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Google

Google May Try To Recruit You For a Job Based On Your Search Queries 181

HughPickens.com writes: If Google sees that you're searching for specific programming terms, they may ask you to apply for a job as Max Rossett writes that three months ago while working on a project, he Googled "python lambda function list comprehension." The familiar blue links appeared on the search page, and he started to look for the most relevant one. But then something unusual happened. The search results split and folded back to reveal a box that said "You're speaking our language. Up for a challenge?" Clicking on the link took Rossett to a page called "foo.bar" that outlined a programming challenge and gave instructions on how to submit his solution. "I had 48 hours to solve it, and the timer was ticking," writes Rossett. "I had the option to code in Python or Java. I set to work and solved the first problem in a couple hours. Each time I submitted a solution, foo.bar tested my code against five hidden test cases."

After solving another five problems the page gave Rossett the option to submit his contact information and much to his surprise, a recruiter emailed him a couple days later asking for a copy of his resume. Three months after the mysterious invitation appeared, Rossett started at Google. Apparently Google has been using this recruiting tactic for some time.
Programming

The Top 10 Programming Languages On GitHub, Over Time 132

An anonymous reader writes with a link to VentureBeat's article on the information that GitHub released this week about the top-ten languages used by GitHub's users, and how they've changed over the site's history. GitHub's chart shows the change in rank for programming languages since GitHub launched in 2008 all the way to what the site's 10 million users are using for coding today. To be clear, this graph doesn't show the definitive top 10 programming languages. Because GitHub has become so popular (even causing Google Code to shut down), however, it still paints a fairly accurate picture of programming trends over recent years. Trend lines aside, here are the top 10 programming languages on GitHub today: 1. JavaScript 2. Java 3. Ruby 4. PHP 5. Python 6. CSS 7. C++ 8. C# 9. C 10. HTML
Windows

Microsoft Releases Windows 10 IoT Core For Small, Embedded Devices 123

An anonymous reader writes: One of the more interesting aspects of Microsoft's Windows 10 push is their desire to see it running on hobbyist hardware platforms. Today they released Windows 10 IoT Core for the Raspberry Pi 2 and the MinnowBoard Max. They say, "Windows 10 IoT Core is a new edition for Windows targeted towards small, embedded devices that may or may not have screens. For devices with screens, Windows 10 IoT Core does not have a Windows shell experience; instead you can write a Universal Windows app that is the interface and "personality" for your device." Microsoft has posted a list of release notes for this version, calling out improved support for Python and Node.js, significantly improved GPIO performance, and more electronics support for breakout boards. Under a heading cheekily named 'Developers, Developer, Developers,' they lay out their plan for language support and provide a code sample.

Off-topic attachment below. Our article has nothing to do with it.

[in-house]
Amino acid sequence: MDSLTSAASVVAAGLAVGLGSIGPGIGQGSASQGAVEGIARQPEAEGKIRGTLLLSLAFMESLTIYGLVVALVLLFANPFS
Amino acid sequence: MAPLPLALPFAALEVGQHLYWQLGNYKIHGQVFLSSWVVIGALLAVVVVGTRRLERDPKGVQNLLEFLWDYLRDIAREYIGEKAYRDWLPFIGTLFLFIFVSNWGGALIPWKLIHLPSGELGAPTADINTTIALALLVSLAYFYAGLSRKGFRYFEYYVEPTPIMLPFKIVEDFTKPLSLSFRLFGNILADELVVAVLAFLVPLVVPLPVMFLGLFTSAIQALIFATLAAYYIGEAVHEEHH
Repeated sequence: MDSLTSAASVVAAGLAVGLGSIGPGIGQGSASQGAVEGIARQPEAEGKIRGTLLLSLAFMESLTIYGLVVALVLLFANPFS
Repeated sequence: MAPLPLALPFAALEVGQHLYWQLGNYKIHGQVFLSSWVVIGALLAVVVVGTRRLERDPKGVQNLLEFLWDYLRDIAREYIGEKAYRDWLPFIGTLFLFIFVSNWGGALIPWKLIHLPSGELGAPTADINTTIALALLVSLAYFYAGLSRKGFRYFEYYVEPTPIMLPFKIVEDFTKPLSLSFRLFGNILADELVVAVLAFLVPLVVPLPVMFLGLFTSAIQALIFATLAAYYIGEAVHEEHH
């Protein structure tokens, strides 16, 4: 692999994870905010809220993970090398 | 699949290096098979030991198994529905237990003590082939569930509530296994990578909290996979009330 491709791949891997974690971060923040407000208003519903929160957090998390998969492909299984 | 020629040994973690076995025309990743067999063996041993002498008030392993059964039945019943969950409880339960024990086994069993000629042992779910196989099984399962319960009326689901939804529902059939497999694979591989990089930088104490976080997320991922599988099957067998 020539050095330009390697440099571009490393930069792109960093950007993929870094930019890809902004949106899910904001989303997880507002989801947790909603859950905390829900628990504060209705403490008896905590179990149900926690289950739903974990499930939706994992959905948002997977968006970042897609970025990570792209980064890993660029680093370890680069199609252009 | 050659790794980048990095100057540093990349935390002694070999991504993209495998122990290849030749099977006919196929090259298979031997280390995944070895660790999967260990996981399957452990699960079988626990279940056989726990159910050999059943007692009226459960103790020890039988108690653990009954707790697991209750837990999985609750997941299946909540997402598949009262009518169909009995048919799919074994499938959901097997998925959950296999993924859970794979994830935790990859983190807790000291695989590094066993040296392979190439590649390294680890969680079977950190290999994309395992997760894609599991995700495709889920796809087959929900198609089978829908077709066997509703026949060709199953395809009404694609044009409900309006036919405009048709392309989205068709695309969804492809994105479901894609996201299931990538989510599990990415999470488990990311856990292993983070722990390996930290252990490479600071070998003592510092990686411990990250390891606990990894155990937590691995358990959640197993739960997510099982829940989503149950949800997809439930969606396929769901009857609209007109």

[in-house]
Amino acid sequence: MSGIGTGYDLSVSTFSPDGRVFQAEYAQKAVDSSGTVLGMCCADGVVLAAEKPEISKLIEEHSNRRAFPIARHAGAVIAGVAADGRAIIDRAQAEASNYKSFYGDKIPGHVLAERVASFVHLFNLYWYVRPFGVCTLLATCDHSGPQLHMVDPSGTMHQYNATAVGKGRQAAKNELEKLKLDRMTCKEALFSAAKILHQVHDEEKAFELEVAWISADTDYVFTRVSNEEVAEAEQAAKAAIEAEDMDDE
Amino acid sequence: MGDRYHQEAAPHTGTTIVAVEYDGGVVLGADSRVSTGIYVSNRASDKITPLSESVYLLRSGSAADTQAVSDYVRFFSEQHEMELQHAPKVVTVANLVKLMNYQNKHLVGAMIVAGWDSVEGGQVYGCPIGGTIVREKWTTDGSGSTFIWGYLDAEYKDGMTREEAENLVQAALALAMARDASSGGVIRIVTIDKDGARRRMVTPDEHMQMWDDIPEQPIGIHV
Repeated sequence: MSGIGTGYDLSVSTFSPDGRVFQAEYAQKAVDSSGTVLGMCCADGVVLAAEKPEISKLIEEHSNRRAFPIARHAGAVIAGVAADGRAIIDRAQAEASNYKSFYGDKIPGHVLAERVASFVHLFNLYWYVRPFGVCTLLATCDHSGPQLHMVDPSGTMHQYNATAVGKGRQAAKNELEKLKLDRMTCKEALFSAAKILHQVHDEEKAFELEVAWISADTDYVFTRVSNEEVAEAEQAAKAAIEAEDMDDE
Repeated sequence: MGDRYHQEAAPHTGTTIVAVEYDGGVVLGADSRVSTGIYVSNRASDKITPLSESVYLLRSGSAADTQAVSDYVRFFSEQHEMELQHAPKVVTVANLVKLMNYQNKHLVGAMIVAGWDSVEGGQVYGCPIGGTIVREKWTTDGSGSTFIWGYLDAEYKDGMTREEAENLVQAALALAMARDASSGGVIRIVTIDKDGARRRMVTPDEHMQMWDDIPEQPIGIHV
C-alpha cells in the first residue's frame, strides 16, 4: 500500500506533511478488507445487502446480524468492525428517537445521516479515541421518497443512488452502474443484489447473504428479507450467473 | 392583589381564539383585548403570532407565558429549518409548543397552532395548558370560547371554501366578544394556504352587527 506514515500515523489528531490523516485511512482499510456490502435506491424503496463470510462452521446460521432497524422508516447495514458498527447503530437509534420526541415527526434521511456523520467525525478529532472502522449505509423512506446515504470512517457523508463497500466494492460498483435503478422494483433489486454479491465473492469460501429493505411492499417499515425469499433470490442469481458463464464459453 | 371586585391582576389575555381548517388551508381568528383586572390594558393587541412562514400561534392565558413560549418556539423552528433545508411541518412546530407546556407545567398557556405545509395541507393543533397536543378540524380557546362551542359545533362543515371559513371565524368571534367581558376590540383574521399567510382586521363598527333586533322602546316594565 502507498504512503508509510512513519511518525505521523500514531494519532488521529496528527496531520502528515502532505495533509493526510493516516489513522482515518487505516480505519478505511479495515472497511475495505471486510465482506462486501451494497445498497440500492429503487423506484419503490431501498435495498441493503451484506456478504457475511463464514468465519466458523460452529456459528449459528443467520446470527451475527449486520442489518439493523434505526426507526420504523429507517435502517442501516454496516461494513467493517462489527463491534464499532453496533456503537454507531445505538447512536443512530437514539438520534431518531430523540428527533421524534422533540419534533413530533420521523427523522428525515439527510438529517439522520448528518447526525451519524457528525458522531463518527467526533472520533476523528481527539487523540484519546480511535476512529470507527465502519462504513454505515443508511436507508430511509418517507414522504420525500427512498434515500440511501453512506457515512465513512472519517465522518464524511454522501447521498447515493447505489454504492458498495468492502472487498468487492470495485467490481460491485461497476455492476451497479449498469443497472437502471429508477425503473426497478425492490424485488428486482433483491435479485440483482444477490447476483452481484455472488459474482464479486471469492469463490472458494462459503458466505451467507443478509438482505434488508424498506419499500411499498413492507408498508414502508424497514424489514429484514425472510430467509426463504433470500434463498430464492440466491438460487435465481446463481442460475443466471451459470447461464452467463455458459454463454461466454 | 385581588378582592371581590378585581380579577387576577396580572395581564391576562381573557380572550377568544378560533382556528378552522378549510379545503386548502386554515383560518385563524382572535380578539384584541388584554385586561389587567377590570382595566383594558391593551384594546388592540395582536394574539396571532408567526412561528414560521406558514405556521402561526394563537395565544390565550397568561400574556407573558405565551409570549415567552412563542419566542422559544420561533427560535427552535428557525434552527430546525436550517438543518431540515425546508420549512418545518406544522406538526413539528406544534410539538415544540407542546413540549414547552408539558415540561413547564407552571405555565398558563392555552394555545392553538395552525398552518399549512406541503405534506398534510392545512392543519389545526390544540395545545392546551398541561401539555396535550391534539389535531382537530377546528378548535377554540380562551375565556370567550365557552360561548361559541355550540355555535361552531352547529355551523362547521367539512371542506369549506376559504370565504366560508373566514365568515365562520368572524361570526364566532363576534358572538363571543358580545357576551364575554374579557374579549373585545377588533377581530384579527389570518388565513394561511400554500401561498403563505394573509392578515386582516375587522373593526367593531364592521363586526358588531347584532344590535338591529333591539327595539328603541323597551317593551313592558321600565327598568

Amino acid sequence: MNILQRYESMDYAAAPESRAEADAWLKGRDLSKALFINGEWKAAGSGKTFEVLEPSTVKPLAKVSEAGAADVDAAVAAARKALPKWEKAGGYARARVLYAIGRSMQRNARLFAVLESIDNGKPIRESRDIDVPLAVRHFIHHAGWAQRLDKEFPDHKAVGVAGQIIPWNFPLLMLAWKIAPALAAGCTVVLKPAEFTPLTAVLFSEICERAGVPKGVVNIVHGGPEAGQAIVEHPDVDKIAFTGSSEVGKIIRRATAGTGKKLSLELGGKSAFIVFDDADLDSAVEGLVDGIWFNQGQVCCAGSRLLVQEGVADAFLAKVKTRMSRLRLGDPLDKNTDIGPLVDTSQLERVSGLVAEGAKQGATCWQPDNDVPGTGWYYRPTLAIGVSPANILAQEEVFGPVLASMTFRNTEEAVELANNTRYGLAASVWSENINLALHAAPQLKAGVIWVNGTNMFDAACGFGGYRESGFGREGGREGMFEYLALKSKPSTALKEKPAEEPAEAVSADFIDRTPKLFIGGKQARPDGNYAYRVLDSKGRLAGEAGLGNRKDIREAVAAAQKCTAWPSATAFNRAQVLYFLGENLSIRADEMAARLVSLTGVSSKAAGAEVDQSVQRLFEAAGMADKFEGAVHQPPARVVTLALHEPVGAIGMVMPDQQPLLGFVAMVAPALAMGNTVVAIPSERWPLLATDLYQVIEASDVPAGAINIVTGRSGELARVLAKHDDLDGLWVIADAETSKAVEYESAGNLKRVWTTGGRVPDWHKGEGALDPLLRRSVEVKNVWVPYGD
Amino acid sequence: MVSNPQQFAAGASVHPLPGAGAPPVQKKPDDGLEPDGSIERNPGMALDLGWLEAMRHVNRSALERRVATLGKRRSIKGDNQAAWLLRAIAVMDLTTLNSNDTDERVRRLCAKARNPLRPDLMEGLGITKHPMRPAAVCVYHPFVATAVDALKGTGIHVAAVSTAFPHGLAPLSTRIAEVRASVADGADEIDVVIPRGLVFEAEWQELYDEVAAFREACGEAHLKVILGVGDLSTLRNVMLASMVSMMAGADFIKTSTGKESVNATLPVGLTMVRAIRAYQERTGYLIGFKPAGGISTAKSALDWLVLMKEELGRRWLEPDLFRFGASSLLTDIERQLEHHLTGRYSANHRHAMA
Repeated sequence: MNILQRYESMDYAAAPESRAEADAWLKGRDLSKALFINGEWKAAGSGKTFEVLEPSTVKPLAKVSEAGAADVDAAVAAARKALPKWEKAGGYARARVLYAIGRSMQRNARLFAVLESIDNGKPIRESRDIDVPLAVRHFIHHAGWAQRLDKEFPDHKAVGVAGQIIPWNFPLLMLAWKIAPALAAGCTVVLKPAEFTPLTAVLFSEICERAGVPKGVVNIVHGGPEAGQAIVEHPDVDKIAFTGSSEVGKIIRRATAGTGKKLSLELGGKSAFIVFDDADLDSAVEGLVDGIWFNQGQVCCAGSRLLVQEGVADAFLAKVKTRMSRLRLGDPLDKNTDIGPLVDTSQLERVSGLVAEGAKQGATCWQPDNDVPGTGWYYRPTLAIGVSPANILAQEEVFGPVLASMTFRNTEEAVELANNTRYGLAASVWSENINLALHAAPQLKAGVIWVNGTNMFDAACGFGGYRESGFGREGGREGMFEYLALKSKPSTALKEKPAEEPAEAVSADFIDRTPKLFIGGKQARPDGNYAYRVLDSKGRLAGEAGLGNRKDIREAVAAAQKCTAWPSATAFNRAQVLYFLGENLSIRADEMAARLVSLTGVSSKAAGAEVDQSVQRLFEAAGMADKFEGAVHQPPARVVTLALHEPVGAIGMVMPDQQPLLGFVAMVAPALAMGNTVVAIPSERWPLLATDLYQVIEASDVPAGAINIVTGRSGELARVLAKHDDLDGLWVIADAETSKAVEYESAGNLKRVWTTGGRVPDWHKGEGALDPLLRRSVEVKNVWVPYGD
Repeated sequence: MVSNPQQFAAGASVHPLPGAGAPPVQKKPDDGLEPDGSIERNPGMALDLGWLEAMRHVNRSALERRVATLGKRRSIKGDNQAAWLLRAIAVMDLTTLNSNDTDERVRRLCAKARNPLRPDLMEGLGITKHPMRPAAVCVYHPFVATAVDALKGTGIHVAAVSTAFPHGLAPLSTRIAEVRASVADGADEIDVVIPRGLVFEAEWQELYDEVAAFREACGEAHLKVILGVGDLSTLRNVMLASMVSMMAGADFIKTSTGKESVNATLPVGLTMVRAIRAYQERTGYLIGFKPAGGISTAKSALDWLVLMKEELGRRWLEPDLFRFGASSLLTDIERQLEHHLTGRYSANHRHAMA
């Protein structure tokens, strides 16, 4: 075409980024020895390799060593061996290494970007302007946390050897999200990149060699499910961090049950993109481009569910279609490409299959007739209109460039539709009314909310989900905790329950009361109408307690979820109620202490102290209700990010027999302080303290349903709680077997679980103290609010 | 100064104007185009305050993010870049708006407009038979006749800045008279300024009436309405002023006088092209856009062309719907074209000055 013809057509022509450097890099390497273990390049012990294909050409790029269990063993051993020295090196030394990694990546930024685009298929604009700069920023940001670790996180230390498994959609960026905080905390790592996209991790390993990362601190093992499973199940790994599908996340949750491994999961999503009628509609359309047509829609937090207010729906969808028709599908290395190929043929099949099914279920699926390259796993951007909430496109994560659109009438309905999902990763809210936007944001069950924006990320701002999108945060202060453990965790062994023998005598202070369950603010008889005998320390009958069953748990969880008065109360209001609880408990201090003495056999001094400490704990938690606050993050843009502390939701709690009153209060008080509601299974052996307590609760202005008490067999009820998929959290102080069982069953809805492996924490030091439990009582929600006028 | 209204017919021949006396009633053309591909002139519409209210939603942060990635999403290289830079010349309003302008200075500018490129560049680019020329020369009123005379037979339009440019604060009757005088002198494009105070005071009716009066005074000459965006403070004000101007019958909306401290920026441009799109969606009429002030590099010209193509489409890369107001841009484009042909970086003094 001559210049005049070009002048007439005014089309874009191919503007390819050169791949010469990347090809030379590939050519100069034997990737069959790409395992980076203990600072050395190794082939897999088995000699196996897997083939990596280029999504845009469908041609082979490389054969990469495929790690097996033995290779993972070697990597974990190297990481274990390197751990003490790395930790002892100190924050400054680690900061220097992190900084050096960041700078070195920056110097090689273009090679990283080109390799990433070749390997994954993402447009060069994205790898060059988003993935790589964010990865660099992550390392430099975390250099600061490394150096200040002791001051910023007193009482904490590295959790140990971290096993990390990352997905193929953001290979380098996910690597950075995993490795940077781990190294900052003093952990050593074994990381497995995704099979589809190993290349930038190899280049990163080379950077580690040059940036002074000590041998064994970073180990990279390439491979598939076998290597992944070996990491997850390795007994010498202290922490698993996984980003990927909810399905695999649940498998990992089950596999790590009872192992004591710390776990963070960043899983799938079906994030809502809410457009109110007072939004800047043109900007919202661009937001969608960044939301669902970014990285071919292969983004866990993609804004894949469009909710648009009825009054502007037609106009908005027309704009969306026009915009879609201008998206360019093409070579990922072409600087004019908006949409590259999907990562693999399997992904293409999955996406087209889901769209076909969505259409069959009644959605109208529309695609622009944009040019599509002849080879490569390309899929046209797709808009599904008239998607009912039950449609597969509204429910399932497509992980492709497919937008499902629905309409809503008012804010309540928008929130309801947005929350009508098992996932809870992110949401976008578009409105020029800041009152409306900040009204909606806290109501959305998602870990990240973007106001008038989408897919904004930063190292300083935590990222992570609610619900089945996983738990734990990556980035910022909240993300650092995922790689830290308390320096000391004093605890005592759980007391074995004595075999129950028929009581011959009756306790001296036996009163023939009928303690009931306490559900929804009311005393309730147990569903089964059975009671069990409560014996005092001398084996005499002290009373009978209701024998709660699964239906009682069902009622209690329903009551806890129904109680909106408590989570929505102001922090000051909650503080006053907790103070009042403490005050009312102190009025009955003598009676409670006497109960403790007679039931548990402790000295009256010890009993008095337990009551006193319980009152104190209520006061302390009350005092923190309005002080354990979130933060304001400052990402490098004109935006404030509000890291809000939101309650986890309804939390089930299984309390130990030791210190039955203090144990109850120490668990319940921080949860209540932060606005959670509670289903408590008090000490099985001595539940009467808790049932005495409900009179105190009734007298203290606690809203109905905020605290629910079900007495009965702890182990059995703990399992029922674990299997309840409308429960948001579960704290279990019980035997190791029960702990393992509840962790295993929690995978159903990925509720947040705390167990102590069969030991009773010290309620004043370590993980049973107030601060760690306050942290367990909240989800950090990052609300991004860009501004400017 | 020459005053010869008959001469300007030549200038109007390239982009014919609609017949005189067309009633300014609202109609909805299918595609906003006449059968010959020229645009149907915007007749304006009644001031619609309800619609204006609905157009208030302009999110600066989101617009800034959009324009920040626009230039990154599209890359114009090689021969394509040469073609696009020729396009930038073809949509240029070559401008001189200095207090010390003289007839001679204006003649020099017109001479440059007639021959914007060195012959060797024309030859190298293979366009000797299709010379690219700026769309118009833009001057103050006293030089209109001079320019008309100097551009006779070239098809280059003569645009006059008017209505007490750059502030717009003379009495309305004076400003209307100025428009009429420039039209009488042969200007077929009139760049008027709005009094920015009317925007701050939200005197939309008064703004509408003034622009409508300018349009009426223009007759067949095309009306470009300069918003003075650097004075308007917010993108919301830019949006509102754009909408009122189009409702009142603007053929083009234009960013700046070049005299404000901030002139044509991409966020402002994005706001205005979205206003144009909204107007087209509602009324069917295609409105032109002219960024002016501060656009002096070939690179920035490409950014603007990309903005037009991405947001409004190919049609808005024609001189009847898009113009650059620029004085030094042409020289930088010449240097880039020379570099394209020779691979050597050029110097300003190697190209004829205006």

Programming

Buzz: a Novel Programming Language For Heterogeneous Robot Swarms 30

New submitter pRobotika writes: Designing the behavior of robot swarms is difficult; the larger the group, the more tricky it is to predict its dynamics and the causes of errors. Buzz is a new open-source programming language specifically for robot swarms. It's designed for ease of use and is inspired by well-known programming languages such as JavaScript, Python and Lua. Buzz also includes a number of constructs specifically designed for swarm-level development. The “swarm” construct allows a developer to split the robots into multiple groups and assign a specific task to each. Swarms can be created, disbanded, and modified dynamically. The “neighbors” construct captures an important concept in swarm systems: locality. In nature, individuals interact directly and only with nearby swarm-mates. Interactions include communication, obstacle avoidance or leader following. The neighbors construct provides functions to mimic these mechanisms.
Open Source

Battle For Wesnoth Seeks New Developers 58

jones_supa writes: Twelve years ago, David White sat down over a weekend and created the small pet project that we know today as the open source strategy game The Battle For Wesnoth. At the time, Dave was the sole programmer, working alongside Francisco Muñoz, who produced the first graphics. As more and more people contributed, the game grew from a tiny personal project into an extensive one, encompassing hundreds of contributors. Today however, the ship is sinking. The project is asking for help to keep things rolling. Especially requested are C++, Python, and gameplay (WML) programmers. Any willing volunteers should have good communication skills and preferably be experienced with working alongside fellow members of a large project. More details can be found at the project website.
Open Source

Ask Slashdot: Building an Open Source Community For a Proprietary Software Product? 85

An anonymous reader writes: I run a company that develops scientific computing software. Our core product is a traditional proprietary application — we develop the software and deliver the "binaries" to our customers. We're considering changing our deployment to include all of the source code and giving our customers some additional rights to explore and extend it. The codebase is HTML/JavaScript/Python/SQL, so a lot of the code is available in some form already, albeit minified or byte compiled.

Because we are in a scientific domain, most of our customers use Open Source software alongside our product. We also maintain Open Source projects and directly support others. We're strong supporters of Open Source and understand the value of having access to the source code.

We also support a free (as in beer) version of the software with a smaller feature set (production and enterprise elements that individual users don't need are removed). We'd like that version to use the same model as well to give users that don't need the full commercial version the ability to extend the software and submit patches back to us for inclusion in future releases.